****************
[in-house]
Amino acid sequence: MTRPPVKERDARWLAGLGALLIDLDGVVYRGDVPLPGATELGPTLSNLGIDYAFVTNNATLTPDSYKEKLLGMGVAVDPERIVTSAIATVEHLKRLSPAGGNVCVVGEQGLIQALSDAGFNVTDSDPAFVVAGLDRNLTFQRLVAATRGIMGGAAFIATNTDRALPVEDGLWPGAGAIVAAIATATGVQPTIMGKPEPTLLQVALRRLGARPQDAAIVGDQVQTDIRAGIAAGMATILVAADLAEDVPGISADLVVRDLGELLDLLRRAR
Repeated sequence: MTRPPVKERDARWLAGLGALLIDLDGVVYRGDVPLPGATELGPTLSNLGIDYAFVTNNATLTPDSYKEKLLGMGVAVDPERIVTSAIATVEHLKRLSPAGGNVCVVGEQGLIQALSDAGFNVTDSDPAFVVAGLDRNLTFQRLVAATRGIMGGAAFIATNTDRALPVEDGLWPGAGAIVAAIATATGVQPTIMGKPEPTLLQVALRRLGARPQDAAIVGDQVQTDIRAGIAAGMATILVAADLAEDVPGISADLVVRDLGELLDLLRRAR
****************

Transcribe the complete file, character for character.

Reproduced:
[in-house]
Amino acid sequence: MTRPPVKERDARWLAGLGALLIDLDGVVYRGDVPLPGATELGPTLSNLGIDYAFVTNNATLTPDSYKEKLLGMGVAVDPERIVTSAIATVEHLKRLSPAGGNVCVVGEQGLIQALSDAGFNVTDSDPAFVVAGLDRNLTFQRLVAATRGIMGGAAFIATNTDRALPVEDGLWPGAGAIVAAIATATGVQPTIMGKPEPTLLQVALRRLGARPQDAAIVGDQVQTDIRAGIAAGMATILVAADLAEDVPGISADLVVRDLGELLDLLRRAR
Repeated sequence: MTRPPVKERDARWLAGLGALLIDLDGVVYRGDVPLPGATELGPTLSNLGIDYAFVTNNATLTPDSYKEKLLGMGVAVDPERIVTSAIATVEHLKRLSPAGGNVCVVGEQGLIQALSDAGFNVTDSDPAFVVAGLDRNLTFQRLVAATRGIMGGAAFIATNTDRALPVEDGLWPGAGAIVAAIATATGVQPTIMGKPEPTLLQVALRRLGARPQDAAIVGDQVQTDIRAGIAAGMATILVAADLAEDVPGISADLVVRDLGELLDLLRRAR